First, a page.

In the Living Compass publication, Living Well through Advent, Scott Stoner talks about the music of Christmas. He says that “music is a thin place for many, where the distance between themselves and God is narrowed. It has long been said that music is the language of the soul and that those who sing, pray twice.”
Every Sunday, at the Great Thanksgiving, our Eucharistic Prayer, we sing, “Holy, Holy, Holy Lord, God of power and might.” We join our voices with angels, archangels, and with all the company of heaven, who forever sing this hymn to proclaim the glory of God’s name.”
That music brings us directly into the presence of God and all the company of heaven as we prepare to come to God’s table and share the bread and wine together. Those who have gone before us surround us in this thin place at the table every Sunday. Music helps us to know that they are there with us, the company of heaven, and once more, the circle of love is unbroken, even by death.
Music also marks time. As Jan says, “It isn’t Christmas until I’ve sung ‘Joy to the World.’” That’s why, in the Episcopal Church, we have what some would consider that rather odd custom of not singing Christmas carols until Christmas! We mark the season of waiting with our Advent hymns and music, and then, how glorious, on Christmas Eve, we mark the time! Joy to the World! The Lord has indeed come! Let earth receive her King.
Christmas music also marks the time in another way—as we sing these hymns in the present, we remember all the times we’ve sung them, and the memories come flooding back for me, and probably for you as well. One of my favorite Christmas hymns is “O Come, all ye faithful.” Many Christmas Eve services, ours included, begin with this musical processional. “O Come, all ye faithful, joyful and triumphant.” I’m coming down the aisle of our church, singing with all of you, but I’m also way back in high school, in the Goldsboro High School Mixed Chorus, processing down the aisle, carrying a candle, singing with my friends. Those friends and that memory go with me every time I sing this hymn. And then, my family, every church I’ve been in, “O Come all ye faithful!” Through all the years, “O Come, all ye faithful” marks time for me.
Helmut Linne von Berg’s gift to our congregation for years has been to sing “Silent Night” in German on Christmas Eve. This year he won’t be here to do that, but when we hear those words, and light our candles, we will all feel a powerful connection to Helmut and to every person around the world who will be singing that hymn on Christmas Eve. Music marks the time and once more completes our circles of love more powerfully than words alone could ever do.
In his letter to the Thessalonians, Paul brings the letter to a close with instructions. “Rejoice always!” Paul says. Music helps us to rejoice. And Paul says, “Pray without ceasing, give thanks in all circumstances.” Music helps us to pray and to give thanks in all circumstances.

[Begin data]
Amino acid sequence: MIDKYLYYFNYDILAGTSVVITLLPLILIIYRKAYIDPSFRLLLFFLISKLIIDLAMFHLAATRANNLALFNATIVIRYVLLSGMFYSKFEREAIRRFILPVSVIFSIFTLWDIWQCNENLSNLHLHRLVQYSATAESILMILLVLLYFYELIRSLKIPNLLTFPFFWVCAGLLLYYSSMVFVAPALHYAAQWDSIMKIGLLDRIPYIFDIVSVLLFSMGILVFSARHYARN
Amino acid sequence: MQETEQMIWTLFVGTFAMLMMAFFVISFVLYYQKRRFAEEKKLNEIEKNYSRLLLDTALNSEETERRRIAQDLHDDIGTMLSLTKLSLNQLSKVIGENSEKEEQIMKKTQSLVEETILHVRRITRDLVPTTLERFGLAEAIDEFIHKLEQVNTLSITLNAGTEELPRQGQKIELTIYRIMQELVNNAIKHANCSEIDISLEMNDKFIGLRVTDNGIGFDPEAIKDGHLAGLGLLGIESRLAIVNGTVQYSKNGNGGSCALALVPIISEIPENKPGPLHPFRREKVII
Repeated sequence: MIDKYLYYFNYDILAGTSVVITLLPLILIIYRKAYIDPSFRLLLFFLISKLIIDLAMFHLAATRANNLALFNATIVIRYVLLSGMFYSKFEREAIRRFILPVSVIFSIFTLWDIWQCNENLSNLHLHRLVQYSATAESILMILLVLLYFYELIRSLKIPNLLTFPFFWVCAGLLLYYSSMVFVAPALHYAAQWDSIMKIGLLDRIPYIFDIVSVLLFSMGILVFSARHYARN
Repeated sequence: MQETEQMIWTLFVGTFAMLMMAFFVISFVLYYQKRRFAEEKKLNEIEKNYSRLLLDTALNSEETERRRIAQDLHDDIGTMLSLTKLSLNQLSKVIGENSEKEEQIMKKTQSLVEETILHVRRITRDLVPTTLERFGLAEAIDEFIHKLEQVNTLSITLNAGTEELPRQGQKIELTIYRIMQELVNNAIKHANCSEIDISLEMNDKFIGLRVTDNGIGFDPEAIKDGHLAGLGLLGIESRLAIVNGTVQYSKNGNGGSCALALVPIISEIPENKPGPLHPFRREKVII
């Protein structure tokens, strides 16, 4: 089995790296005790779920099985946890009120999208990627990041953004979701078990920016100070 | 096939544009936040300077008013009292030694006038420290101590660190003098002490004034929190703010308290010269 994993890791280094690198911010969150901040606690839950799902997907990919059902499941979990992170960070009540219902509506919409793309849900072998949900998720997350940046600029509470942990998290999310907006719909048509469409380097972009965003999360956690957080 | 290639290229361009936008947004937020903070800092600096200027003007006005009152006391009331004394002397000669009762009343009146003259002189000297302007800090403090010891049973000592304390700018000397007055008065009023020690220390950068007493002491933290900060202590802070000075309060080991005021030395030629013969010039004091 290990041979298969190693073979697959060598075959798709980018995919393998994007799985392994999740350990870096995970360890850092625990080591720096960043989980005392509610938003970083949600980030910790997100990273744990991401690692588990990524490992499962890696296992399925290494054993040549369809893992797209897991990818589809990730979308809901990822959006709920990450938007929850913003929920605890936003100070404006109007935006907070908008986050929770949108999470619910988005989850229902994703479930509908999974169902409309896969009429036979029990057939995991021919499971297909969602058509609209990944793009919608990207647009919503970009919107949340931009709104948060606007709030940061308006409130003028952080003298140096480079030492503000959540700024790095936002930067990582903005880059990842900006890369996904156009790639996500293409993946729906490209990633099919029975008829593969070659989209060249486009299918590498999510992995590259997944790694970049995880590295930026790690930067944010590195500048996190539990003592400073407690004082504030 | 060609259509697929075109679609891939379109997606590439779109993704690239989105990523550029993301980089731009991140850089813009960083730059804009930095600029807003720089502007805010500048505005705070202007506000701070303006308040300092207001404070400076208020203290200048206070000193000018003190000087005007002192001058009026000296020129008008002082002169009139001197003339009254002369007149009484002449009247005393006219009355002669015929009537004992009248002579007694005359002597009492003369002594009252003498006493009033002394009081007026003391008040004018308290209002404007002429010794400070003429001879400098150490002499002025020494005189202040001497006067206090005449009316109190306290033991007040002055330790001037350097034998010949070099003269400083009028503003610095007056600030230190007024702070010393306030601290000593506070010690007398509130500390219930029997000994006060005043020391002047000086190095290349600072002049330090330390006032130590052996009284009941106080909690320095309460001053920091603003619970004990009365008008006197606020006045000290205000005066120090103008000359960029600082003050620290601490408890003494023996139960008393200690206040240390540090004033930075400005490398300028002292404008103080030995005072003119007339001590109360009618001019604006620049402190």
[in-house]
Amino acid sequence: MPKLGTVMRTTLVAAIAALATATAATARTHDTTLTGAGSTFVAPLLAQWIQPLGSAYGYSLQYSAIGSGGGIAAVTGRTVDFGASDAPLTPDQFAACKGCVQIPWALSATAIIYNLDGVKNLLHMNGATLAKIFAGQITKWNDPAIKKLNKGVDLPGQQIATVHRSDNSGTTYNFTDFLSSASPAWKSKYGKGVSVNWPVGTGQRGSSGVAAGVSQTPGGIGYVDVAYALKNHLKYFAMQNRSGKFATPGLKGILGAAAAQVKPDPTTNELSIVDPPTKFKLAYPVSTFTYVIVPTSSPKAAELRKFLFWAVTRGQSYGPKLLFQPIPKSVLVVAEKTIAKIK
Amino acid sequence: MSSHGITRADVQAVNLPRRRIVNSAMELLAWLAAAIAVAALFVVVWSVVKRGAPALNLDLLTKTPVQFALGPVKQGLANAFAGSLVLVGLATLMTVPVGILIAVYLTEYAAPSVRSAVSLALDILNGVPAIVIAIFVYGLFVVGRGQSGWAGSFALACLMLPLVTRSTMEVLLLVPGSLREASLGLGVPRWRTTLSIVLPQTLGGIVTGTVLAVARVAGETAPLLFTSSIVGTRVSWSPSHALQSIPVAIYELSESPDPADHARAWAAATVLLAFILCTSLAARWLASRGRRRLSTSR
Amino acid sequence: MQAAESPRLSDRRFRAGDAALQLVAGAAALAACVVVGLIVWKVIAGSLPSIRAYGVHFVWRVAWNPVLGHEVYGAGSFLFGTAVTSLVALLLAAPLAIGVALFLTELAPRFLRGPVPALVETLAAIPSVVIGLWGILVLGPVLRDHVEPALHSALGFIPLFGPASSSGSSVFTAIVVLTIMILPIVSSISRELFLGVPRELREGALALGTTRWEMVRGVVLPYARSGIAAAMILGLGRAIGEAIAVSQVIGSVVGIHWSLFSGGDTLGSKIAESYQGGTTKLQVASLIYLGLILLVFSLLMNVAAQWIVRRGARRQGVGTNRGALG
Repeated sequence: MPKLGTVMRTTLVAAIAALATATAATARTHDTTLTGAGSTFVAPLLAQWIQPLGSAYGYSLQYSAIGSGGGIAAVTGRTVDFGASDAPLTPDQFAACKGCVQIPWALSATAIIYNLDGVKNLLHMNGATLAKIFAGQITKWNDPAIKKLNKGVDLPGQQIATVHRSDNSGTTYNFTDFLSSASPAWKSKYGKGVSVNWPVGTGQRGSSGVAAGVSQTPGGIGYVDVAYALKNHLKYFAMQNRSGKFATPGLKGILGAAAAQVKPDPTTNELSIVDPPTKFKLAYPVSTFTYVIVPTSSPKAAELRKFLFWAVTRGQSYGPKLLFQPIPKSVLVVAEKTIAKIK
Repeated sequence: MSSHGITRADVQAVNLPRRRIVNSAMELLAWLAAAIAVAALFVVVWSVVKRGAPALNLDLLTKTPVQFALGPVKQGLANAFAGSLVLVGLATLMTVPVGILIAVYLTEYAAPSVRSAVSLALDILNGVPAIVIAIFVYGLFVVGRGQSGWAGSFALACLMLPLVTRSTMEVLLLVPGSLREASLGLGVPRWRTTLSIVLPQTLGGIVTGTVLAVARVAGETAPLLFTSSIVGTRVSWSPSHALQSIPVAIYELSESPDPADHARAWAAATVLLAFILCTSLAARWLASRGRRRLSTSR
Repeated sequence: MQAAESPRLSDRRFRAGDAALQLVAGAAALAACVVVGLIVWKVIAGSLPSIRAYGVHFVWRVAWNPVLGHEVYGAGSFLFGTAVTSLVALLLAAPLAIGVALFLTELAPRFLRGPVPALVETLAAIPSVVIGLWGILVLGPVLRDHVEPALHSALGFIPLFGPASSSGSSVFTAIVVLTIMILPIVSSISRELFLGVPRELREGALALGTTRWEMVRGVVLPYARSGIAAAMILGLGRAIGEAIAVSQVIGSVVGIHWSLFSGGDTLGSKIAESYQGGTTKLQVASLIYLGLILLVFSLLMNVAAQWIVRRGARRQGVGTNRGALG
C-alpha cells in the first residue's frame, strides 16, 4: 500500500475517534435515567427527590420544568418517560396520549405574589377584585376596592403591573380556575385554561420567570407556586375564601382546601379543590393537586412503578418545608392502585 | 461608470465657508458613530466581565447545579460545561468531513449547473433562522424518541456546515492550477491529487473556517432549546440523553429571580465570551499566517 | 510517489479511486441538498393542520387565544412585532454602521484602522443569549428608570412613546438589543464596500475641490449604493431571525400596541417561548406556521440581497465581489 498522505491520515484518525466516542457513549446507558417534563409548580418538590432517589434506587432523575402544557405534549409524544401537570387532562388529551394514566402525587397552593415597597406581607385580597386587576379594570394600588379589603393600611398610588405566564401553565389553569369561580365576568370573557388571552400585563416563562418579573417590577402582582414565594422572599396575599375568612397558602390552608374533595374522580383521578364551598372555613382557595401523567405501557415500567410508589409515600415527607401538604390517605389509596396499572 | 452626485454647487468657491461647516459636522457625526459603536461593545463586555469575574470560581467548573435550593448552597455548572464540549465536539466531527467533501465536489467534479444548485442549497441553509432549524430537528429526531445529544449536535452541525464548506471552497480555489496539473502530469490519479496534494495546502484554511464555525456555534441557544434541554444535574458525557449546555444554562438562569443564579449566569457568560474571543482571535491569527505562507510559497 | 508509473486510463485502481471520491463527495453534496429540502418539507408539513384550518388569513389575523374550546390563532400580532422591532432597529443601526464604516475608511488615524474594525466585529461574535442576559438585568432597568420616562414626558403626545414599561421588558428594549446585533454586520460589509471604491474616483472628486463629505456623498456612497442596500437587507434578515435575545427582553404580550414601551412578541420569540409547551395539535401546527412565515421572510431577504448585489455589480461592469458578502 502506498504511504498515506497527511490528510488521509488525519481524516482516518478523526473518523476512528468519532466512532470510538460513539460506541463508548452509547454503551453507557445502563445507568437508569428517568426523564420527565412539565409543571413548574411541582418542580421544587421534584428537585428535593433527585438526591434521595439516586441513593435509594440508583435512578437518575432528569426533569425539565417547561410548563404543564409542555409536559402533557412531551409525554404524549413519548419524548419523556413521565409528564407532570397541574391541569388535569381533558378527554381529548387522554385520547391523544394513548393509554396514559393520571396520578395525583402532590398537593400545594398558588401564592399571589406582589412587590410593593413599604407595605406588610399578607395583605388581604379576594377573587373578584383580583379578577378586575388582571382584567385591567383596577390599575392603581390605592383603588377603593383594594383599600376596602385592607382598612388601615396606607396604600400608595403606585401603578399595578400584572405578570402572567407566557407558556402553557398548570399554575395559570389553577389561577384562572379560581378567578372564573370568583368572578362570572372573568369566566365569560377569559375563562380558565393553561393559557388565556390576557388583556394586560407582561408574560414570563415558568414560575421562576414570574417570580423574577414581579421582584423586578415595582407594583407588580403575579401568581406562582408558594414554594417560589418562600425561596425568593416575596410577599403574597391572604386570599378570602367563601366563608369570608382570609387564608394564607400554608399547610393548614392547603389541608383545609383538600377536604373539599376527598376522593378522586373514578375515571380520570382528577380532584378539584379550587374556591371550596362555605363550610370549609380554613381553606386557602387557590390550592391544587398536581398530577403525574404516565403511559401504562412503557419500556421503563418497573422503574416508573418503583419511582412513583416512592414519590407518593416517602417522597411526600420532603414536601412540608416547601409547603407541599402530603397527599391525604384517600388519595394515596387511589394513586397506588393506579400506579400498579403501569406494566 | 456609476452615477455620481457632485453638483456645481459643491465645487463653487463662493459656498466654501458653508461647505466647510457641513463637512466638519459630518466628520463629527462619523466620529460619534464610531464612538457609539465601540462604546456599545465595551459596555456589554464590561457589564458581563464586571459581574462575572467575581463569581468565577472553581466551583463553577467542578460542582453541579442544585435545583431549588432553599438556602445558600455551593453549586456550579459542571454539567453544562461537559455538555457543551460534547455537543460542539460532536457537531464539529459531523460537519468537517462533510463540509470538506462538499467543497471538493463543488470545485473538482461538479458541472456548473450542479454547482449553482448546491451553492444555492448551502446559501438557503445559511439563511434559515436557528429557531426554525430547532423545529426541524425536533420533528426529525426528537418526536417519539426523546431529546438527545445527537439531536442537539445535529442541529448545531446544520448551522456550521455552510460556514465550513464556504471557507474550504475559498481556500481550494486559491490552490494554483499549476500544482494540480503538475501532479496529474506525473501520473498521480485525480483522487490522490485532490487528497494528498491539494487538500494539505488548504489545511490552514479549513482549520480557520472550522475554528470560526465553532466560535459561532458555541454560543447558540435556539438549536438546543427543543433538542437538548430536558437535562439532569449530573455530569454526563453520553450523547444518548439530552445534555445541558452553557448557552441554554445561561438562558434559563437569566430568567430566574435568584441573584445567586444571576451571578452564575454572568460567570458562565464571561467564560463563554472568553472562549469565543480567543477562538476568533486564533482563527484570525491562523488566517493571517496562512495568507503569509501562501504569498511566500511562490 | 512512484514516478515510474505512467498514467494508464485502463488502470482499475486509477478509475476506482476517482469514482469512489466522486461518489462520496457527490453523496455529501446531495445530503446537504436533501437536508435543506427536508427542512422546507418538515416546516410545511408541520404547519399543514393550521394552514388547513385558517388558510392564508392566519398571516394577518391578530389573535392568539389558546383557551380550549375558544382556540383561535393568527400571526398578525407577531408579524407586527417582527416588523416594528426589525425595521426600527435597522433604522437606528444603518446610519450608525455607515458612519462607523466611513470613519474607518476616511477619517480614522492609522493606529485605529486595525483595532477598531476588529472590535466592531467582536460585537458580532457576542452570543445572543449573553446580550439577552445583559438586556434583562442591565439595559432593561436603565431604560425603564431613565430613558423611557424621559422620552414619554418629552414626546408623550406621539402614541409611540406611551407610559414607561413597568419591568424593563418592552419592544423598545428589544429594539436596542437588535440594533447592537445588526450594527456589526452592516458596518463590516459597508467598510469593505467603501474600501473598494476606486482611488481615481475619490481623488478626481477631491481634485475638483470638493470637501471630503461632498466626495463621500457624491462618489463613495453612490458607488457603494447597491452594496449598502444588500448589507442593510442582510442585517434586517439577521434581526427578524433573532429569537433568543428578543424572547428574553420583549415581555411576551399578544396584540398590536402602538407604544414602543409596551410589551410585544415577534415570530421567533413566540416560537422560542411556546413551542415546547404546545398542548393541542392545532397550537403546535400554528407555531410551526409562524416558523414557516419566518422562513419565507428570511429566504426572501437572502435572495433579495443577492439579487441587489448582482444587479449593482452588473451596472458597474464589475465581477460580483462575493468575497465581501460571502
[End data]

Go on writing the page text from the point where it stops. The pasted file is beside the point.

When I worked for Hospice, I was blessed to have a couple who loved music. They were both under hospice care, and they were in hospice for a while, so we had lots of time with them. My friend Stephen Hu, who is a fabulous musician, and can really sing country music, took time out of his busy schedule to play for Hospice patients, including this couple. Sometimes, our visits coincided. There we were, gathered with these two people who were in their last days, and usually with a few family members, rejoicing and singing old country songs like “I’ll fly away.” Rejoicing and praying without ceasing—“Some glad morning when this life is over, I’ll fly away.” And the last verse, “Just a few more weary days and then, I’ll fly away, to a land where joy shall never end, I’ll fly away.” That music was carrying us all forward, beyond this life, rejoicing and with expectation. “To a place where joy shall never end….”
And music helps us to witness. Mary witnesses to God in the words of the Magnificat, also known as the Song of Mary. “My soul proclaims the greatness of the Lord, my spirit rejoices in God my Savior!” We’ve just sung “Tell out my soul, the greatness of the Lord,” Mary’s words from her own song of praise.
We haven’t given John the Baptist his due this Advent, so let’s remember today, as the words of John’s gospel remind us, that John the Baptist was here to witness to Jesus as the Son of God. John the Baptist came “as a witness to testify to the light.”
When we sing our Christmas hymns, we, too, are testifying to the light, the light that shone in the darkness, and the darkness cannot overcome it.
“Light and life to all he brings.” “Yet in thy dark streets shineth the everlasting light.” “Break forth, O beauteous heavenly light and usher in the morning.” “Yonder shines the infant Light.” “Behold, throughout the heavens, there shone a heavenly light.” “The stars in the bright sky looked down where he lay.” “Son of God, love’s pure light, radiant beams from thy holy face, with the dawn of redeeming grace, Jesus Christ at thy birth, Jesus Christ at thy birth.”
So in this year’s last week of Advent, let the music of Christmas become the language of your soul, your own prayer. Let this music bring you closer to God. As you pray, let the music of Christmas bring you back into that unbroken circle of love with those who are here, and those who have gone on to glory. May the light shining in us, bring light into the darkness and witness to God’s glory.
And as the birth of Jesus draws near, “Rejoice, give thanks and sing!”